Marques Cone, 9, is the quintessential picture of a regular kid. And a quick walk in his shoes might not reveal the drum roll moment his mom feels faced with bills she can't pay every month.
"These last few years have been a real struggle," mom Regina Broughton said. "It used to be that I was able to pay the bills and not have to worry about buying their clothes and getting haircuts. But now, I don't have a job. So things are tough."
She joined hundreds of others at the Arkansas State Fairgrounds, reaching out for a helping hand.
"You think you're going through bad situations, then you look at someone else and they're going through something worse," she said.
Four hundred volunteers direct men, women, and children to tables. Servers pass by with platters filled with plates of traditional Thanksgiving meals. And Regina slides out of her seat to give Marques' sister Ashley a spot to sit.
"I make sure my kids eat first," she said. "They always come first."
For Jay Martin of Metro Worship Ministry, this is just one event among many he and his church take part in. Each week they host a homeless outreach ministry, and 2012 marks the 15th year of the Feeding the Multitude feast for the public.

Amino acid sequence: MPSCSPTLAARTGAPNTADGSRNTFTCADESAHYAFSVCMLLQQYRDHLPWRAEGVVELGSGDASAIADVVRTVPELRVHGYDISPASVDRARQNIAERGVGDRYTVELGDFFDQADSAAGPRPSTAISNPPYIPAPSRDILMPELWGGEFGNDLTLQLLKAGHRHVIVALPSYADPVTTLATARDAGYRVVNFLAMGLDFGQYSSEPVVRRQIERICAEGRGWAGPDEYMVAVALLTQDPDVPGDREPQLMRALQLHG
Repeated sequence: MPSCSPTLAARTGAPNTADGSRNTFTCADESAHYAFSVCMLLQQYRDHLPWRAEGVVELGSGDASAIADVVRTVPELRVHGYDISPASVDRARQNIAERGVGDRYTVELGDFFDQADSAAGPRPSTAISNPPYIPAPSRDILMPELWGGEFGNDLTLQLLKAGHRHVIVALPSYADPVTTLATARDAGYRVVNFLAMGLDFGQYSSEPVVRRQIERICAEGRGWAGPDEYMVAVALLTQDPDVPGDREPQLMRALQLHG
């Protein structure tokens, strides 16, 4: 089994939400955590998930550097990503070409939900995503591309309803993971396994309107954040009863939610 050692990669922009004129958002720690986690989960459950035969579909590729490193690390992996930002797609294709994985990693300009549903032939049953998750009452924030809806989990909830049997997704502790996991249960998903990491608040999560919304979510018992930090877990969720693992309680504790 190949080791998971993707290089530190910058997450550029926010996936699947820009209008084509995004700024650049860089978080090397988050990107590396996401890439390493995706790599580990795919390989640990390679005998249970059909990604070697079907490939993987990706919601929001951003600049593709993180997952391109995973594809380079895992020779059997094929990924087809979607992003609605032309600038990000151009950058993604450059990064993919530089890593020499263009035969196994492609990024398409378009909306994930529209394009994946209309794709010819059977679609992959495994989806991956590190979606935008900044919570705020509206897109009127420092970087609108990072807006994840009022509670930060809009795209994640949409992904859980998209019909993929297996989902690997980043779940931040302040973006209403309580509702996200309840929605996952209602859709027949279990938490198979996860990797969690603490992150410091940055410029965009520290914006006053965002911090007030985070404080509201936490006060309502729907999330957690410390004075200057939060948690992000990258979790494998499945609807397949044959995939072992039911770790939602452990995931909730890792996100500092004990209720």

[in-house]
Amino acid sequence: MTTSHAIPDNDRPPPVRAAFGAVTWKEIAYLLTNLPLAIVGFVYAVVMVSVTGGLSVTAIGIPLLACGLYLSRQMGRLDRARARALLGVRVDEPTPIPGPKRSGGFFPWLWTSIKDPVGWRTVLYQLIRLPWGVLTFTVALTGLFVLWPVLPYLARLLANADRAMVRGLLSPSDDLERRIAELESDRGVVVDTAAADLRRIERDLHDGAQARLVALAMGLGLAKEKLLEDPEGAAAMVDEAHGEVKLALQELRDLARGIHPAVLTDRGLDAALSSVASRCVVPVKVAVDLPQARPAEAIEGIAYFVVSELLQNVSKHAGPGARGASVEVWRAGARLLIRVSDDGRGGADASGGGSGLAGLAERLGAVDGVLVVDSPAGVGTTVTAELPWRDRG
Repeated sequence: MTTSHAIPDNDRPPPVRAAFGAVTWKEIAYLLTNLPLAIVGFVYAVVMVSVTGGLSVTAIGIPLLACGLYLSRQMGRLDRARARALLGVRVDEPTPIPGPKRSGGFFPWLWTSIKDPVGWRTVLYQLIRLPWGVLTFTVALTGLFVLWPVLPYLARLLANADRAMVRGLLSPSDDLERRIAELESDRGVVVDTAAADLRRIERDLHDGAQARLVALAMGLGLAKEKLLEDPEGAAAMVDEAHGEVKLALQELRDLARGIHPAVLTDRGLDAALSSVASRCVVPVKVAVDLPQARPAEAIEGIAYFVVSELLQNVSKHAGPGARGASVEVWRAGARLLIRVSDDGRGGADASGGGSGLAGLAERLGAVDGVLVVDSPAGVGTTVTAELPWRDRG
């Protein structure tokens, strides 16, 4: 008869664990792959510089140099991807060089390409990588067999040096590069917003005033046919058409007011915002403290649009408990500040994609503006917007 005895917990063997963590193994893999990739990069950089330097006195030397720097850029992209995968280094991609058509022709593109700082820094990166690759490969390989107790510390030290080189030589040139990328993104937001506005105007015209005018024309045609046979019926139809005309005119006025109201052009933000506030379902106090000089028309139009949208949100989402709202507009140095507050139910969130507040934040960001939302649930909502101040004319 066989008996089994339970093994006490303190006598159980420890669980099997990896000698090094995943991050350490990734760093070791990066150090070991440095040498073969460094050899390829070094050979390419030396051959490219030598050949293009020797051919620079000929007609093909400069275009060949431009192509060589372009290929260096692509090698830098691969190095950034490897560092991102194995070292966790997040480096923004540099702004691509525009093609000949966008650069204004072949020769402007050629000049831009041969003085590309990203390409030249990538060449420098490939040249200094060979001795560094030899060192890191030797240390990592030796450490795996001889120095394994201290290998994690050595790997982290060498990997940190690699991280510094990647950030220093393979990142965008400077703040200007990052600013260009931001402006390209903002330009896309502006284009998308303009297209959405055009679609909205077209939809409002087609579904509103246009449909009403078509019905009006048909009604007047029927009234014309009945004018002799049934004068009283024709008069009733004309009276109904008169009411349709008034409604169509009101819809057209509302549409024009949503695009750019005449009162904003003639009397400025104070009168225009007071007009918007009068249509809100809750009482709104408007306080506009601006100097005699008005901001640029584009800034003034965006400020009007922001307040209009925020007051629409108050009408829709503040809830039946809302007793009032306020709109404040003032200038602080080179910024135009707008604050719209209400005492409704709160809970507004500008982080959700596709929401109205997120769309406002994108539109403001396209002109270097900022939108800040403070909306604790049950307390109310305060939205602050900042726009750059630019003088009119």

"Sometimes we'll get the question -- well how do you know they're really in need," he said.
As he pointed to the line stretching roughly a city block, he explained how.
"If they're willing to stand there, if they're willing to come up to you and say I'm hungry will you feed me...they're in need," Martin said.
Sometimes the needs are simple, like a sack of clothes for a house full of kids.
"That helps because my children grow so fast," Broughton said. "I buy them clothes and they grow out of them in a few months. Then I'm having to look for a way to afford some more. Donated clothes help out a lot."
A seat in the barber's chair.
"Sometimes I can't get their haircut," Broughton grimaced. "It's just one of the things you can do with out. Last year helped out a lot with that."
But there are simpler things that carry no cost, like knowing you aren't alone.
"Really meeting the people here and the prayer room help the most. You don't get enough prayer," Broughton said.
"People appreciate knowing that others care, they care that they are in need and we care about their need," Martin said. "We just want to help people. It's not a hard vision to have people commit to."
That is truly the motivation for Martin. The certainty that he and other volunteers are serving more than just a meal.
"It's really neat to watch the kids come in and everyone to feel love and appreciated," he said.
So in the end, families that have fallen on hard times can have their spirits lifted.
"Happy, joyful, some of the pressure is off of me," Broughton said at the end of the night. "You know, I don't like to show the struggle. I'd rather just feel blessed and pass the blessings along.
And every kid -- just like Marques -- leaves at least with a smile, tied to a string floating high above their heads.